• What is your c-section rate?
  • How often do you induce?
  • How often do you do episiotomies?
  • How often do you do assisted delivery?
  • Will you break my water or allow it to break on its own?
  • What positions can I deliver in?
  • Can I move around during labor?
  • What is your policy on having an IV?
  • What prenatal tests do you require?
  • Will you attend the birth or do you work in a group?

The next few questions are more personal. If you feel like the care provider you are interviewing is not comfortable with a doula or their birth philosophy does not align with yours, you may choose to go with someone else.

Birth Philosophy Questions

  • What is your birth philosophy?
  • How do you feel about a doula in the labor room?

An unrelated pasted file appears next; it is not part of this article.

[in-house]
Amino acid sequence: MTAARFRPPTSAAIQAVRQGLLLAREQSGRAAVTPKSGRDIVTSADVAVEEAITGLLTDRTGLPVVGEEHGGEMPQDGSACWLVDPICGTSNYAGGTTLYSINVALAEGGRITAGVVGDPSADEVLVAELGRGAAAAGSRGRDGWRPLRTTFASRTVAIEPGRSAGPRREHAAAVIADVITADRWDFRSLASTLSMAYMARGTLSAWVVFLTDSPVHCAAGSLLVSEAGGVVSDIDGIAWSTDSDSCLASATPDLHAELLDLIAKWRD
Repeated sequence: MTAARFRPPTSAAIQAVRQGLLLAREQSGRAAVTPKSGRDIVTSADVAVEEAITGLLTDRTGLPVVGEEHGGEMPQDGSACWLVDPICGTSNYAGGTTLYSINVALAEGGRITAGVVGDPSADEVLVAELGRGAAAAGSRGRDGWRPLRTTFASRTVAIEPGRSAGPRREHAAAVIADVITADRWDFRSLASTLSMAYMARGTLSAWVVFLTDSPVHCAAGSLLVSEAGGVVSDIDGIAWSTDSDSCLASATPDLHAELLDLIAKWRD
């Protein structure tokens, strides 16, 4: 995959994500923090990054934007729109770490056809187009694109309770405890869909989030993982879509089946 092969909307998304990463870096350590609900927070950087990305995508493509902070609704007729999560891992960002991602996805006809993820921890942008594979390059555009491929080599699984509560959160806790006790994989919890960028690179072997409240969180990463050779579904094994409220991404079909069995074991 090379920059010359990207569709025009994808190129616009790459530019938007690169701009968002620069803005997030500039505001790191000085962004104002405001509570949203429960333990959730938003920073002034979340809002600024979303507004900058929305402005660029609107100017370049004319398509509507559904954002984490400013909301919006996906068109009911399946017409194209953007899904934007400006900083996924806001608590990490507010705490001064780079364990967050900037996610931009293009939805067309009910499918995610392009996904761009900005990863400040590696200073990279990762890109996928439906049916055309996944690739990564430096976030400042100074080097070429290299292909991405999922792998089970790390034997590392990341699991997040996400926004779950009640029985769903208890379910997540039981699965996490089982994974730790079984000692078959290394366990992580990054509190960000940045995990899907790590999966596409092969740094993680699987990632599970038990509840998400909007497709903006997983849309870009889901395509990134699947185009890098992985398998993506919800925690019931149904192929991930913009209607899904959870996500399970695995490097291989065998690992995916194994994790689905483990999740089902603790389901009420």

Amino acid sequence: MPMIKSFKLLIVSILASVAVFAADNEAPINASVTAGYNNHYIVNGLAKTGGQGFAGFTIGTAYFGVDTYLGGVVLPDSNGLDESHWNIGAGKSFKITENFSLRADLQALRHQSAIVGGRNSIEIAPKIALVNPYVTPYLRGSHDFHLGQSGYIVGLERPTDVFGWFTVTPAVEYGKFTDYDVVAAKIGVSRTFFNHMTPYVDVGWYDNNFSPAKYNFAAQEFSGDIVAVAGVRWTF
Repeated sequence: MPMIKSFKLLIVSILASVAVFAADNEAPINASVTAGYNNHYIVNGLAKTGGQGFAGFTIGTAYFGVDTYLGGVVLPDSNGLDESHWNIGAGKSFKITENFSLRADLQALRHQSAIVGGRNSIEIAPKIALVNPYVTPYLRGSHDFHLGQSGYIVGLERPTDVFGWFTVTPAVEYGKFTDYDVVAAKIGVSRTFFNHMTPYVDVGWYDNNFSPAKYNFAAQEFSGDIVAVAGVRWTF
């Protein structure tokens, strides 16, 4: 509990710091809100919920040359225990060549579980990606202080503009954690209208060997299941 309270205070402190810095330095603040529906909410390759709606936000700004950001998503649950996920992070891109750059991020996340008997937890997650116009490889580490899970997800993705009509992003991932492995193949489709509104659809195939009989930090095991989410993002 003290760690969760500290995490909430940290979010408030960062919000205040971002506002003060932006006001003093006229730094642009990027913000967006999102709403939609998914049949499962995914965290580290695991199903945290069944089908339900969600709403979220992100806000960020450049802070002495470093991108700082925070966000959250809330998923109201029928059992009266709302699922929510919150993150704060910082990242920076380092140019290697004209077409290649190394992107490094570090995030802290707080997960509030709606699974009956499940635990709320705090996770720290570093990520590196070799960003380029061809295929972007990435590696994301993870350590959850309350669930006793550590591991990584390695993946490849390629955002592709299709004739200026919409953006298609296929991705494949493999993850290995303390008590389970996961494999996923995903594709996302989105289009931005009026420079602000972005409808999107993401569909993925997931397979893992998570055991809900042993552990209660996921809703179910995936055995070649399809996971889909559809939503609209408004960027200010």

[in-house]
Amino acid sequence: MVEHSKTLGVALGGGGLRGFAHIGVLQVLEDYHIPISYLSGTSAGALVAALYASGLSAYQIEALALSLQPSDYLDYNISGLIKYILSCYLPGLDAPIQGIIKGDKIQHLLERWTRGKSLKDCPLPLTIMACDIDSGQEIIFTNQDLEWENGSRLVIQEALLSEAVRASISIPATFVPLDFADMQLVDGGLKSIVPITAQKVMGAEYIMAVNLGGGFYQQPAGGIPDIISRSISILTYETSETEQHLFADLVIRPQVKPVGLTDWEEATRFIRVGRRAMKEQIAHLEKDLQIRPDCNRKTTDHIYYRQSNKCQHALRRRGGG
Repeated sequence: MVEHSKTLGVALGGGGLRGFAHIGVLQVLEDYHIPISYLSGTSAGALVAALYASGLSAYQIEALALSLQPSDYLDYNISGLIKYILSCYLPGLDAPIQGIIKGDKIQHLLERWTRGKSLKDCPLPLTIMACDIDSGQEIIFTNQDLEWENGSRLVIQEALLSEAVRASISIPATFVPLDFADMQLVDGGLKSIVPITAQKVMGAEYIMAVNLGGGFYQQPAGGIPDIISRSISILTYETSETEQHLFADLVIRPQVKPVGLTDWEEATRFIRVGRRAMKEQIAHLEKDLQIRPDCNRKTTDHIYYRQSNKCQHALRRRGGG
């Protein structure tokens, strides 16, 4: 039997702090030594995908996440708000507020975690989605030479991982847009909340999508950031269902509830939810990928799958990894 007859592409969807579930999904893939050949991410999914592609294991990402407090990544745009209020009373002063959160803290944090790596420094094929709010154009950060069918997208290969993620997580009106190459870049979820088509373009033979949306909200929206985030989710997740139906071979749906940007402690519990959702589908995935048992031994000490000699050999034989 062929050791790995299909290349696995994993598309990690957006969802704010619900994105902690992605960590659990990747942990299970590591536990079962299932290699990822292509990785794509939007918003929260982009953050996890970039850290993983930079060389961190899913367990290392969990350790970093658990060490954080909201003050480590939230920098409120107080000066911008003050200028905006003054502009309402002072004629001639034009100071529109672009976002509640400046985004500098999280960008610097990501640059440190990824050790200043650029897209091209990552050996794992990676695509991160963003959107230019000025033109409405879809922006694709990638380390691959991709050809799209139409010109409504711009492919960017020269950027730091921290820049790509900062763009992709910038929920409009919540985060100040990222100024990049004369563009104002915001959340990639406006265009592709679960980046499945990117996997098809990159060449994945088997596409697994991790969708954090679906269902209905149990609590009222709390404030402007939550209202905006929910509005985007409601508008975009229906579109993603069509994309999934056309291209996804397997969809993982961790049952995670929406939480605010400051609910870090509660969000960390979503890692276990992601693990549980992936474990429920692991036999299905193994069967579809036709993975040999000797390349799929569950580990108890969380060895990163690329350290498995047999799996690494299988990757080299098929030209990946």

• What is your view on pain relief during labor?

Situational questions can be the determining factor in the interview process for many expectant mothers. Below, I have given you two examples of a “situation” you may want to ask the care provider’s opinion on. I have heard women say, “I thought my OB was fine with me going past 41 weeks, but they are already discussing induction before then!” Avoid that by asking questions on how your care provider would respond in specific situations:

Situational Questions: 

  • If labor is “long” or stalled what would you do?
  • At what point past my due date will you suggest induction?

Lastly, there are case by case interview questions. If you have had a previous Cesarean, be sure to dig deep into your care providers VBAC policies and views. Or if you have a family history of twins or breech births, you may want to ask them about that as well.

Special Scenario Questions:

  • Will you attend a VBAC or VBA2C birth?
  • Will you attend a vaginal or natural twin birth?
  • Would you attend a breech birth?